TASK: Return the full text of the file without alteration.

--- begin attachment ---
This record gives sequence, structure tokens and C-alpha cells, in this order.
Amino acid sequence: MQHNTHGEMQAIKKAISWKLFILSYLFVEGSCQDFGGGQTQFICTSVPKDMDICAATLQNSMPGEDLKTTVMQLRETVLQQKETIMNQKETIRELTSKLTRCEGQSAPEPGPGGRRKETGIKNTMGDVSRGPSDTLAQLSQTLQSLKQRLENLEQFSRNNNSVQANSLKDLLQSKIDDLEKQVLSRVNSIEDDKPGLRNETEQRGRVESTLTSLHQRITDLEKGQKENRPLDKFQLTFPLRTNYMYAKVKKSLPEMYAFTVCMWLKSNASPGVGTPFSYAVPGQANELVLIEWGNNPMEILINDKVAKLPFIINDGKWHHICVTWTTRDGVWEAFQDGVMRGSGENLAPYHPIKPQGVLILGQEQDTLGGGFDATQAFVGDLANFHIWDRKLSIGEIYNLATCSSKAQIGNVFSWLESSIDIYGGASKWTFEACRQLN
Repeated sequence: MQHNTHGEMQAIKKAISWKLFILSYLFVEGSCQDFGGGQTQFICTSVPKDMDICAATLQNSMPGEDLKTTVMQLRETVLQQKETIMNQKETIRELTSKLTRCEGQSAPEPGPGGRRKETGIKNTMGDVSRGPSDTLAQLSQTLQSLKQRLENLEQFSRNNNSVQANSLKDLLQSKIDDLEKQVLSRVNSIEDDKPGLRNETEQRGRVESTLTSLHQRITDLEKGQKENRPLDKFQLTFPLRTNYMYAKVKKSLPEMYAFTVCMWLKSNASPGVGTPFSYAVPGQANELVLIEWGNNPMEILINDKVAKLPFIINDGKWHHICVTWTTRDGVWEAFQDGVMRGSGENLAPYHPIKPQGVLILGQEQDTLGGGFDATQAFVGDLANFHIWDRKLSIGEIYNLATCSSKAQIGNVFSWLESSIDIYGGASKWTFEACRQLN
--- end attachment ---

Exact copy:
This record gives sequence, structure tokens and C-alpha cells, in this order.
Amino acid sequence: MQHNTHGEMQAIKKAISWKLFILSYLFVEGSCQDFGGGQTQFICTSVPKDMDICAATLQNSMPGEDLKTTVMQLRETVLQQKETIMNQKETIRELTSKLTRCEGQSAPEPGPGGRRKETGIKNTMGDVSRGPSDTLAQLSQTLQSLKQRLENLEQFSRNNNSVQANSLKDLLQSKIDDLEKQVLSRVNSIEDDKPGLRNETEQRGRVESTLTSLHQRITDLEKGQKENRPLDKFQLTFPLRTNYMYAKVKKSLPEMYAFTVCMWLKSNASPGVGTPFSYAVPGQANELVLIEWGNNPMEILINDKVAKLPFIINDGKWHHICVTWTTRDGVWEAFQDGVMRGSGENLAPYHPIKPQGVLILGQEQDTLGGGFDATQAFVGDLANFHIWDRKLSIGEIYNLATCSSKAQIGNVFSWLESSIDIYGGASKWTFEACRQLN
Repeated sequence: MQHNTHGEMQAIKKAISWKLFILSYLFVEGSCQDFGGGQTQFICTSVPKDMDICAATLQNSMPGEDLKTTVMQLRETVLQQKETIMNQKETIRELTSKLTRCEGQSAPEPGPGGRRKETGIKNTMGDVSRGPSDTLAQLSQTLQSLKQRLENLEQFSRNNNSVQANSLKDLLQSKIDDLEKQVLSRVNSIEDDKPGLRNETEQRGRVESTLTSLHQRITDLEKGQKENRPLDKFQLTFPLRTNYMYAKVKKSLPEMYAFTVCMWLKSNASPGVGTPFSYAVPGQANELVLIEWGNNPMEILINDKVAKLPFIINDGKWHHICVTWTTRDGVWEAFQDGVMRGSGENLAPYHPIKPQGVLILGQEQDTLGGGFDATQAFVGDLANFHIWDRKLSIGEIYNLATCSSKAQIGNVFSWLESSIDIYGGASKWTFEACRQLN